210325ind mars

Hilary Gunnels, the collections manager at the South County History Center, looks through photographs from the Kenneth T. Mars, Jr. Photograph Collection, which she recently finished digitizing and cataloging.

SOUTH KINGSTOWN, R.I. — Thousands of images of people and places from South Kingstown’s past that Kenneth Mars Jr. captured on paper photographs will now live on in a newly completed digital archive.

The South County History Center has finished creating more than 5,000 digital images from the 27,400 photographic prints in a project funded by the National Endowment for the Humanities.

The center now has a digital record of every single album page in the Mars collection, and has safely stored every photograph in archival quality plastic sleeves and boxes.

Collections Manager Hilary Gunnels and Project Archivist Rachel Strashnick, along with Director Erica Luke, used the extended time that the center has been closed to the public because of COVID-19 to diligently complete work on the project.

“Our goal was to preserve the collection in the best extent possible,” Gunnels said. With thousands of prints, the condition varied.

“They were glued into albums. They had gotten some water damage,” she said.

The team pored over the photos at the history center, located at the old Kingston jail across from the University of Rhode Island entrance on Route 138.

To preserve the order of the albums, they set up a digital documentation rig — an overhead digital camera they were able to aim down onto the photo books to capture each page in high quality digital files.

“We captured an image of every single page and every single photo,” Gunnels said. “A lot of hours in a dark room staring down at page after page of photographs.”

Then they removed the pictures from the albums, labeled all of them and housed them in archival boxes. The work lasted six months.

The Mars Collection, accepted by the center in 2018, is likely the largest collection of vernacular photographs created by an American Indian in the United States, according to the history center.

Mars, a member of the Narragansett Indian Tribe, an inductee into the University of Rhode Island’s Lifetime Service Society and an usher at the Peace Dale First Church of God — where his father was pastor — was a fixture in town for decades. Mars died in 2011 at the age of 71.

Camera in hand, he walked South Kingstown’s streets and captured everyday life that otherwise mostly  went unnoticed: friends passing in cars, bustling Main Street, students scurrying to class at URI and the changing of the seasons.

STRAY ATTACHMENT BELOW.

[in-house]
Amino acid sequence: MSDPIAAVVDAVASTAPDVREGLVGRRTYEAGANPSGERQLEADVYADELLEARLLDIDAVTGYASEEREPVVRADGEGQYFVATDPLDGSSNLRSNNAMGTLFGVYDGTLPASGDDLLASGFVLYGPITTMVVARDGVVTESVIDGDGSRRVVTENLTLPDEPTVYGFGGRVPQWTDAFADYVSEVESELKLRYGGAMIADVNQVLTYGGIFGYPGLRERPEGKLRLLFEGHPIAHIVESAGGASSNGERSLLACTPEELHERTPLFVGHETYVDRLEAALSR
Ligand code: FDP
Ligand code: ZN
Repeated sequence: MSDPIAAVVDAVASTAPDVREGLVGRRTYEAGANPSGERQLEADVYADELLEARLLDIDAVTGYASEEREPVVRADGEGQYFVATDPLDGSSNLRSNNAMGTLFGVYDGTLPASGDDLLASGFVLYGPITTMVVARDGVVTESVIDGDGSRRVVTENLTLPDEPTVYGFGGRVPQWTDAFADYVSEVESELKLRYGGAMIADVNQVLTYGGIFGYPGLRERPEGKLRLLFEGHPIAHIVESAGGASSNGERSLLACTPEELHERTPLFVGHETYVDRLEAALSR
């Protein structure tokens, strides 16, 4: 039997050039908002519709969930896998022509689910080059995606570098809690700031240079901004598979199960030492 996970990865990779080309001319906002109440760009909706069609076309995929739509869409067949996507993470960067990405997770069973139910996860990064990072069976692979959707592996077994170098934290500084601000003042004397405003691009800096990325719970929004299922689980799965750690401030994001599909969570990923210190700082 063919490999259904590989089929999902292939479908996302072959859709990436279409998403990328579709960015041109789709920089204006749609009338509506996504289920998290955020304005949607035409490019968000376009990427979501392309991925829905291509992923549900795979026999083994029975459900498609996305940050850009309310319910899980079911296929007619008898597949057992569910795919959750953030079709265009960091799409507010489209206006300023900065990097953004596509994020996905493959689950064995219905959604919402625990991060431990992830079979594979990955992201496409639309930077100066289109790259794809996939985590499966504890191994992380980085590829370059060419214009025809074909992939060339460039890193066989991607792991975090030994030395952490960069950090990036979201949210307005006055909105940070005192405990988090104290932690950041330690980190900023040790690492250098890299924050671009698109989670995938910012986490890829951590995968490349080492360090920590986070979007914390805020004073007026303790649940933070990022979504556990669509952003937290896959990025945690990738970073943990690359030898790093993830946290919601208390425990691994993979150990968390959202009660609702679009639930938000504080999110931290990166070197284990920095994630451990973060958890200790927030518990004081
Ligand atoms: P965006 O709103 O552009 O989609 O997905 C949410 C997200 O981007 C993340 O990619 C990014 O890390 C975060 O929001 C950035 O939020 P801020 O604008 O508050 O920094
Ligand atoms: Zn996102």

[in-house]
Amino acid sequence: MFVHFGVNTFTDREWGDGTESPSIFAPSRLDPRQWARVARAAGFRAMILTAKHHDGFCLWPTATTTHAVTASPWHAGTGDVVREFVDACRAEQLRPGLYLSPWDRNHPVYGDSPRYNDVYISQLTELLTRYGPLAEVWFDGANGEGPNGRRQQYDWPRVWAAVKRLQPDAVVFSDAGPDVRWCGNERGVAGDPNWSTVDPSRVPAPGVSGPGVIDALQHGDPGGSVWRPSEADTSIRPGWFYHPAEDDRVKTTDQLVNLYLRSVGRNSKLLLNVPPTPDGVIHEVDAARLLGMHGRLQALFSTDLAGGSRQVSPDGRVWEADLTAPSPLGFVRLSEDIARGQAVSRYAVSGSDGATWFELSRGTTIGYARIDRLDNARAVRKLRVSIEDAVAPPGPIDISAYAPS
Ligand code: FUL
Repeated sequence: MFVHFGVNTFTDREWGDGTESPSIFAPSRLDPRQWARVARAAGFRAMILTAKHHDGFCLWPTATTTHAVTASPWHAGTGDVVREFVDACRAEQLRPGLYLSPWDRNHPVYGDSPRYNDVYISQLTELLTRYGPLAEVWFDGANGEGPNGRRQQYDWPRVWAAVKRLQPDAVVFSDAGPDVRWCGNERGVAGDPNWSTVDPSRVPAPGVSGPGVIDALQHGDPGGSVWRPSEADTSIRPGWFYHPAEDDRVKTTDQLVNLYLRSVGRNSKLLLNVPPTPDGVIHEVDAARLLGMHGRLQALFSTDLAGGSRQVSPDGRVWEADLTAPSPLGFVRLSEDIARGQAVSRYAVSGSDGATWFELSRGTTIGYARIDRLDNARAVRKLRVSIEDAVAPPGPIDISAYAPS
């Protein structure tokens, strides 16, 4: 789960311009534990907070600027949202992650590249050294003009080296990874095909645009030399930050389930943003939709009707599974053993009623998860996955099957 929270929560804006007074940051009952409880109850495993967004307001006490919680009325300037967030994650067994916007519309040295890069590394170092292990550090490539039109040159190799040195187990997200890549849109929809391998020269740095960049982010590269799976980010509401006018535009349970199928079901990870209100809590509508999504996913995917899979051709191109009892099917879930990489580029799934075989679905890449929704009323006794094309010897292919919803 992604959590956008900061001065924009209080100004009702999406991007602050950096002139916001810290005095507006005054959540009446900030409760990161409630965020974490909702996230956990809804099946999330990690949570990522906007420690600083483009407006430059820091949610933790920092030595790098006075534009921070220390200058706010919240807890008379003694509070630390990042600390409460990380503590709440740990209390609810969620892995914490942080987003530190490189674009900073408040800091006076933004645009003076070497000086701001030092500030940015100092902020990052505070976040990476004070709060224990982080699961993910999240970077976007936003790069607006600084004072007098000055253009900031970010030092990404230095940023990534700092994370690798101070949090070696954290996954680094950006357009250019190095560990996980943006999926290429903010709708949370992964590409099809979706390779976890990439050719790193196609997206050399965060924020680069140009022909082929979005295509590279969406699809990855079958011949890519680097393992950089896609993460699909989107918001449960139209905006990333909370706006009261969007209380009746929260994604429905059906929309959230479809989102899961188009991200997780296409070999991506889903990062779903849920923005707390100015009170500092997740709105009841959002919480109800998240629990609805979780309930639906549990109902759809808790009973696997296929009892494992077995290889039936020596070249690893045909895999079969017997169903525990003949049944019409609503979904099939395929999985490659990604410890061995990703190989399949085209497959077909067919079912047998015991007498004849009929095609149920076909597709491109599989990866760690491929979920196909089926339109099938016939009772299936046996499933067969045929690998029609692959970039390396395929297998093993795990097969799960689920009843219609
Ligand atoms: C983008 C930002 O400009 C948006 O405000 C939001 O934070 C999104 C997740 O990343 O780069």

A lifelong South Kingstown resident, Mars spent countless hours at the Peace Dale Library, diligently researching the histories of the places he knew so well from his walks. Mars was known to photograph a house whenever there was a change — like a new porch being built — documenting the dwelling over a period of months, years or decades. He used an instant camera to take his photos and then had the film developed at local pharmacies.

Gunnels was able to learn quite a bit about Mars through his photos.

“You notice little things. He liked to take pictures of dogs he saw. He’s really focused on the natural landscape, the changing of the seasons, certain places over and over again,” she said. “Walking and driving around here, I’ve seen so many of the places he took photos of.”

Cataloging them was a challenge at times. A photo labeled “June, 1982” on the back would show a snowy scene, for instance. It was up to the researchers to figure out that it might refer to the time that Mars had the image developed.

Although a significant portion of Mars’ work was lost after his death, family members and a local photographer had managed to save more than 25,000 of the photos, taken between the 1960s and the 2000s.

There are some from the late 1960s, but most were taken in the 1970s and through the 1990s, Gunnels said.

To support the preservation and perpetual care of the collection, the center launched a fundraising campaign in 2017 to expand archival storage space, preserve the collection, complete facilities upgrades necessary to ensure the protection of collections and fully catalog other archival holdings.  

What’s next for the Mars Collection? The National Endowment for the Humanities grant also allowed the center to plan for the next phase of the project, when it will ask members of the community to help identify people, places, events and even the dates of photographs.

“Part of the plan is to crowdsource some of the information,” Gunnels said.

The ultimate goal is to make the photographs available and searchable online. The work will take between 12-15 months and $50,000 to complete, and the center has launched a fundraising effort.

“There’s a lot of work that we have to do to attach information to the photos so they can become searchable,” Gunnels said. “We don’t have the infrastructure of a searchable online catalog yet.”

To donate or for more information about the Mars Photograph Collection, visit southcountyhistorycenter.org/mars-photograph-collection.

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